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Fisher Investments

Category: Employment

Please use the comments to demonstrate your own ignorance, unfamiliarity with empirical data and lack of respect for scientific knowledge. Be sure to create straw men and argue against things I have neither said nor implied. If you could repeat previously discredited memes or steer the conversation into irrelevant, off topic discussions, it would be appreciated. Lastly, kindly forgo all civility in your discourse . . . you are, after all, anonymous.

5 Responses to “Recessions And Unemployment Rates 1929-2011”

  1. JohnnyVee says:

    Unemeployment is calculated differently today then it was in 1929 to x. If unemployment was calculated like it was in and around th 1930s, wouldn’t it be close to 20%? So I am not sure how helpful it is to compare today with historical numbers.

  2. Futuredome says:

    Sorry, John, but no. Barry should have shaded the graph between the origin of the modern statistical technique and the previous “estimated” numbers.

    The estimated numbers had a “U-3″ and “U-6″ with the U-6 hitting about 37-39% at the top of the 30′s contraction.

    From the amount of contraction, where are you going to get 20% on the U-3 side John? Literally, people either need to think or learn to let blogging intellectualism go. We have the potential to hit 20% and maybe need too. But there we are not close yet.


    BR: I work with standard recession datings . . .

  3. crunched says:

    Uh-huh. Yeah. Just enjoying the recovery here. The unemployment is completely normal.

    Certain things stand out to me from 2008 that I’ll never forget. Dylan Ratigan standing outside in front of the NASDAQ on one of the worst market days, telling the viewers how the bill for the last fifty years was finally coming due. (not long after he went missing from CNBC’s airwaves). Or the two Bear Stearns hedge fund guys who were hounded by the press on the way to their car after the fund went belly up.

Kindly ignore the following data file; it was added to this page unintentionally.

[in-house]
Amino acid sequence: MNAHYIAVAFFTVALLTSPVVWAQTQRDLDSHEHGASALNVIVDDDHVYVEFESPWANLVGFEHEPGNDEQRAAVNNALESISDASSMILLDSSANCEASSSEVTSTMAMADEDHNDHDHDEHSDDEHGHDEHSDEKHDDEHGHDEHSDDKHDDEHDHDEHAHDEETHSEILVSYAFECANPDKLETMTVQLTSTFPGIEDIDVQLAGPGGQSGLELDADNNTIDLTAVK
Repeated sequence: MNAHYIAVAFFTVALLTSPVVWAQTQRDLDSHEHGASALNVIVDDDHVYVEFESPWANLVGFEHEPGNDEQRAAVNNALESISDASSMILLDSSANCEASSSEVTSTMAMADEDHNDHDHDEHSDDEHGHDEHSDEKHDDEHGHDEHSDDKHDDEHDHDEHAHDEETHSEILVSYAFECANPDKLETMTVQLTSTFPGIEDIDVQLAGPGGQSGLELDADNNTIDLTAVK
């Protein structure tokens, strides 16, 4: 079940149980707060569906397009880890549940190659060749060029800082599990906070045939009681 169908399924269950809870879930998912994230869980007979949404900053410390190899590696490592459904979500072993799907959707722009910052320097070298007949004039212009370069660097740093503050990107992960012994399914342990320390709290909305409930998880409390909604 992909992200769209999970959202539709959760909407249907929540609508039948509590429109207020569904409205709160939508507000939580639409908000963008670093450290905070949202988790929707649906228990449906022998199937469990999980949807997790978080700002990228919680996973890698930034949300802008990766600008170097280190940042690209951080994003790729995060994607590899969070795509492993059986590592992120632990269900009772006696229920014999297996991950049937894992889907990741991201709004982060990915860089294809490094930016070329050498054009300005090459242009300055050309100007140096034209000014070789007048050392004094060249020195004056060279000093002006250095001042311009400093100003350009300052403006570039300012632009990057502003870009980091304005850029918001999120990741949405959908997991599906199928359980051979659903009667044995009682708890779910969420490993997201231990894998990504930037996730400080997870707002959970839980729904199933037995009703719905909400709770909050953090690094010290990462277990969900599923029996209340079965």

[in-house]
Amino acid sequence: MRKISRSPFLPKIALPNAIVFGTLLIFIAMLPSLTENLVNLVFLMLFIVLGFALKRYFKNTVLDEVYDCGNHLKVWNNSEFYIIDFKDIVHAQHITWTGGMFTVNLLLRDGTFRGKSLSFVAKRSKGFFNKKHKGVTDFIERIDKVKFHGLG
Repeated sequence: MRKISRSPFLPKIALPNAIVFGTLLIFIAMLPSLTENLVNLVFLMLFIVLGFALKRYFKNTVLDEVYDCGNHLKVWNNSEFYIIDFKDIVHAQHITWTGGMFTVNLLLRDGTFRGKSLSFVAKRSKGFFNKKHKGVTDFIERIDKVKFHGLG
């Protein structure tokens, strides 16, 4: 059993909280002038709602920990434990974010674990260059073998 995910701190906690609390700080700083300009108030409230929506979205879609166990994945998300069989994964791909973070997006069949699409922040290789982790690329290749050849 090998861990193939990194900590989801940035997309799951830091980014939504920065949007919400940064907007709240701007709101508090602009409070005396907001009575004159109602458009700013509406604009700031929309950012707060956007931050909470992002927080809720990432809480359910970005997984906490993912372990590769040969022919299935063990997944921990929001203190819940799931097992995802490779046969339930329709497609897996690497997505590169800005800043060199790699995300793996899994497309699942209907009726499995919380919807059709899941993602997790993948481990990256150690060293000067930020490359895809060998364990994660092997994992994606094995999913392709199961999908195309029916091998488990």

But one of the main things I’ll never forget is that guy from Fisher Investments… the one who used to have the commercial that ran on CNBC before the crisis… he was on CNBC one day in the Spring of 08 and he told the viewers that he was convinced the markets were only experiencing a correction, similar to that of summer 1998. (LTCM?) Anyway, the rest is history. Suffice it to say, his commercial disappeared and hasn’t been seen since.

  4. leveut says:

    “Jobless Recoveries”

    So far, so good.

    “Unemployment Typically Rises Even After Recessions End” (emphasis attempted to be supplied on “Rises”)

    The chart is somewhat compressed, but it does not appear to support that headline for 7 of the 13 recessions.

    “Unemployment typically remains high after recessions” is a different proposition, and I don’t know that the graphs supports that very well either as there are a number of very quick drops in unemployment after the recession.

    So one must ask, what is the purpose of this particular presentation? If it is just routine chartporn tossed out for the masses, it’s one thing.

    If it is to justify the Obama Administration unemployment numbers, it is quite another…and doesn’t do the job. And in that case, Hail Ritholtzia!

  5. kaleberg says:

    If you read contemporary sources from the early 30s, you’ll be surprised at how poorly unemployment was measured. Even in 1932, an estimate of 10,000,000 unemployed cited a University of Chicago professor, not a government agency. (Unemployment was rising rapidly in ’32.) The Bureau of Labor Statistics didn’t really start measuring unemployment statistically until FDR came in.

    Another big difference nowadays is that women are generally in the work force. In the 1930s, if the man lost his job, it was a disaster. In the 1980s, the wage decline pushed a lot more women into the work force, so a lot more families can survive with one breadwinner, though not able to maintain the lifestyle of a double income family.